Updated: Apr 22
The process of returning to society after incarceration is known as reentry. Across the United States, reentry can be challenging, from the mental hurdle of reintegration to the constant rejection during job interviews.
North Carolina is no exception, with a recidivism rates - or returning to prison - around 40 percent. Against these immeasurable odds, James Twine has made an amazing life for himself and continues to succeed.
When James was released from prison, he faced numerous obstacles. One of his biggest hurdles was understanding and accepting that turning his life around would be difficult. James says, “It's tough understanding that it took me years to hit rock bottom, so it could possibly take me years to come back.”
More than 900 state and federal laws deny North Carolinians a wide range of privileges and rights based on a criminal record. Last summer, N.C. Governor Roy Cooper signed Executive Order 158 to implement fair chance policies at state agencies to increase employment opportunities for people with criminal records.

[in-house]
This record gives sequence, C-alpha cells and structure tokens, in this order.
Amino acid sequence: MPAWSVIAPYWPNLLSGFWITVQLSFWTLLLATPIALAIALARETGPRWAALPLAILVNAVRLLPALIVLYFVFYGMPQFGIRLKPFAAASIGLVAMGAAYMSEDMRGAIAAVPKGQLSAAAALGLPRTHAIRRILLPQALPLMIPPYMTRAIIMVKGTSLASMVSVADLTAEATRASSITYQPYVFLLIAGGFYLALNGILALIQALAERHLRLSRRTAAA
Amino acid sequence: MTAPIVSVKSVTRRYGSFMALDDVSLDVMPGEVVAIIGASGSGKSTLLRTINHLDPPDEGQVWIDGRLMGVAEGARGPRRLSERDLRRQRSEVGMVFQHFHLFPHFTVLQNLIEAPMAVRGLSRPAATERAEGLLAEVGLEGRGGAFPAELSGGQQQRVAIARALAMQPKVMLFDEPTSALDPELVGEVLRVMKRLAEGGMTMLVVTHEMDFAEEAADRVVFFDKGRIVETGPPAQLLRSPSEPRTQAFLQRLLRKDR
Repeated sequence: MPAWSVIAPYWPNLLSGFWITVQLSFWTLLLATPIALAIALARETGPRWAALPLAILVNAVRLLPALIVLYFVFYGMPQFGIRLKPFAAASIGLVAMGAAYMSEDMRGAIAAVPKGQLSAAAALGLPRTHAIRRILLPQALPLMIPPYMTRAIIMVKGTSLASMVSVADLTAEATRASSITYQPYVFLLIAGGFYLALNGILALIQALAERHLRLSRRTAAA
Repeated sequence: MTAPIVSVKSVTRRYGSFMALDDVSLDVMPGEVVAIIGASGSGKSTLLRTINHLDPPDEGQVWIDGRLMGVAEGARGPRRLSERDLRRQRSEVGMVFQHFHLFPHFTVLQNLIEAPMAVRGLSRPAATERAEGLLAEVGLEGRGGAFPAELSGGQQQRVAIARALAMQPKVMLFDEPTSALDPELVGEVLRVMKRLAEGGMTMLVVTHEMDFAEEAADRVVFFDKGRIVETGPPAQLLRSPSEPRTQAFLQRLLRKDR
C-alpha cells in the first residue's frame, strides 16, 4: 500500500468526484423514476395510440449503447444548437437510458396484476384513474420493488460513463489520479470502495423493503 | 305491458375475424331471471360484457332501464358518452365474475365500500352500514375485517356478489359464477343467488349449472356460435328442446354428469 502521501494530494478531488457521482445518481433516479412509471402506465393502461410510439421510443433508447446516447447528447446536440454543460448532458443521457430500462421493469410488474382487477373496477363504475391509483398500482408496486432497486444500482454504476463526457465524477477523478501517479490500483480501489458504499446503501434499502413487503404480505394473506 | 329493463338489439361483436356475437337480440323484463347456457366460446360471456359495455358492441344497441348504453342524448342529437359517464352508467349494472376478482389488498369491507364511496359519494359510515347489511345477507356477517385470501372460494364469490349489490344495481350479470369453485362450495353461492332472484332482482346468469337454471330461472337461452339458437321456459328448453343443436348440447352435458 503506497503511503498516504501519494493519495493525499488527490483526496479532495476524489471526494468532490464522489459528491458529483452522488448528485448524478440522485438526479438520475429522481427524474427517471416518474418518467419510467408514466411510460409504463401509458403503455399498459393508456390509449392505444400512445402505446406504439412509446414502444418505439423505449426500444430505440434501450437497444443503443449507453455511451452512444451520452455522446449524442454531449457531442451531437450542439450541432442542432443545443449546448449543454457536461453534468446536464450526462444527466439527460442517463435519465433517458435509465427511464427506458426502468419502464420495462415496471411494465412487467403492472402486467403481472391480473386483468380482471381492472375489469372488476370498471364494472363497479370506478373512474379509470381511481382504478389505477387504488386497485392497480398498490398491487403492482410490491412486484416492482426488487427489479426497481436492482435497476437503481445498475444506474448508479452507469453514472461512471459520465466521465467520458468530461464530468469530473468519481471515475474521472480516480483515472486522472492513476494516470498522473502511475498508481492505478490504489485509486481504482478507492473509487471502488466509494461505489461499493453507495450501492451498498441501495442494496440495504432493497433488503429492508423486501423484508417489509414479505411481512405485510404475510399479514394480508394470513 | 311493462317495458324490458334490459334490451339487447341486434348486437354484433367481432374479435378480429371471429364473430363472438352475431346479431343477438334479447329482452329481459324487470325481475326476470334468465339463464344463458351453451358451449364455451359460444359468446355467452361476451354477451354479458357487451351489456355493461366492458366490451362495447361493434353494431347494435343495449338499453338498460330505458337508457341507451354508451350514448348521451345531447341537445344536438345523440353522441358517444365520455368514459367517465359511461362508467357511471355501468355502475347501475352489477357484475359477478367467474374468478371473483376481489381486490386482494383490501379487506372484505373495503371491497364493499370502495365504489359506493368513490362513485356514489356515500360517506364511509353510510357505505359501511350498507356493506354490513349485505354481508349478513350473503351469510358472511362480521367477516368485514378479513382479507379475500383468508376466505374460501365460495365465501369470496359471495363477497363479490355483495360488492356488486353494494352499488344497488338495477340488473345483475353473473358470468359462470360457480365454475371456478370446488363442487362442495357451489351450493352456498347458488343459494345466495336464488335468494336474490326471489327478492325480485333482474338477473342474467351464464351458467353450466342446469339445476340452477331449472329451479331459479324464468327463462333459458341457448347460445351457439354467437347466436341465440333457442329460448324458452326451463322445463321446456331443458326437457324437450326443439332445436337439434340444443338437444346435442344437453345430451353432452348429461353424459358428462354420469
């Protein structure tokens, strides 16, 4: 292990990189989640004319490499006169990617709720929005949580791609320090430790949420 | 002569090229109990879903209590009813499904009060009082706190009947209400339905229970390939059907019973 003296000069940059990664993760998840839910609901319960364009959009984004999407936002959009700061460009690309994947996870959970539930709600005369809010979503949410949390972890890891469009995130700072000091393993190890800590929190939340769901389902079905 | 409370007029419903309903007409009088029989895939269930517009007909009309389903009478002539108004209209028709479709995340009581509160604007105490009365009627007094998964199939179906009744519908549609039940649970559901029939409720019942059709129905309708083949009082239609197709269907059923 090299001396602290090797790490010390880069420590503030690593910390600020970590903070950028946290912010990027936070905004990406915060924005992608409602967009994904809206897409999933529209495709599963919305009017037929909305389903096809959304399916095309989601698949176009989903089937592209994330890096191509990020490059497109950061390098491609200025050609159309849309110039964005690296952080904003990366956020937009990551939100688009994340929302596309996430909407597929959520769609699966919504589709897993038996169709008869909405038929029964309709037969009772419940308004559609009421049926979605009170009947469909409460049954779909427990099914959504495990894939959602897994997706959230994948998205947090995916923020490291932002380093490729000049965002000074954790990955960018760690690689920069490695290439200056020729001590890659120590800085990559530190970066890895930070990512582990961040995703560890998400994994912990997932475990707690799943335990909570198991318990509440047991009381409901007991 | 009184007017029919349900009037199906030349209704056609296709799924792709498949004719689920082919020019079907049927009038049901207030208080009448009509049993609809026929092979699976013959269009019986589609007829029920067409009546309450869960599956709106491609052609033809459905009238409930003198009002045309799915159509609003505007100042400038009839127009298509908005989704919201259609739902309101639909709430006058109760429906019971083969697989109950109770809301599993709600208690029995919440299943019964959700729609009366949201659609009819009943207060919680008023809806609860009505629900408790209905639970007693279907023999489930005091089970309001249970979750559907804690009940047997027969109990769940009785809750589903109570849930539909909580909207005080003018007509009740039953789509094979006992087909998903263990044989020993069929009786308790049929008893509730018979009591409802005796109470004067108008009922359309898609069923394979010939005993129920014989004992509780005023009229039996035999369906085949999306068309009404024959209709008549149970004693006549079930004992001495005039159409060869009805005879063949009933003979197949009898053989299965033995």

Still, employers don’t exactly jump at the opportunity to hire those with criminal backgrounds, even when the individual shows promise. James faced the same job hunting barriers as all returning citizens: few or no responses from applications or interviews that never had a call back. Despite the frustration of continuing rejection, James remained determined. One day, he waited in line for seven hours in the dead of winter just to fill out an application for an apprentice program. Five months later, he got a call and an offer at that local apprentice program.
He did not leave his momentum at the door once he obtained the apprenticeship. “All the energy I used to put into negativity went to my job, tenfold.” said James. His hard work and ‘can-do’ spirit have paid off. James was selected to participate in the four-year remodeling project on New York’s famed Madison Square Garden. His work ethic and infectious positive demeanor has left a lasting impression on all of his colleagues, resulting in regular promotions and his ultimate advancement to construction foreman with his own crew of laborers.
We asked him why he thinks so many people struggle to return to society successfully, he responded, “Fear, mostly. Fear of being rejected at job interviews. Fear of losing friends and being looked at differently. The fear of struggling for a better future.”
He advises others reentering society to be patient and remain consistent. “Be prepared to be let down, but do not allow those let-downs defi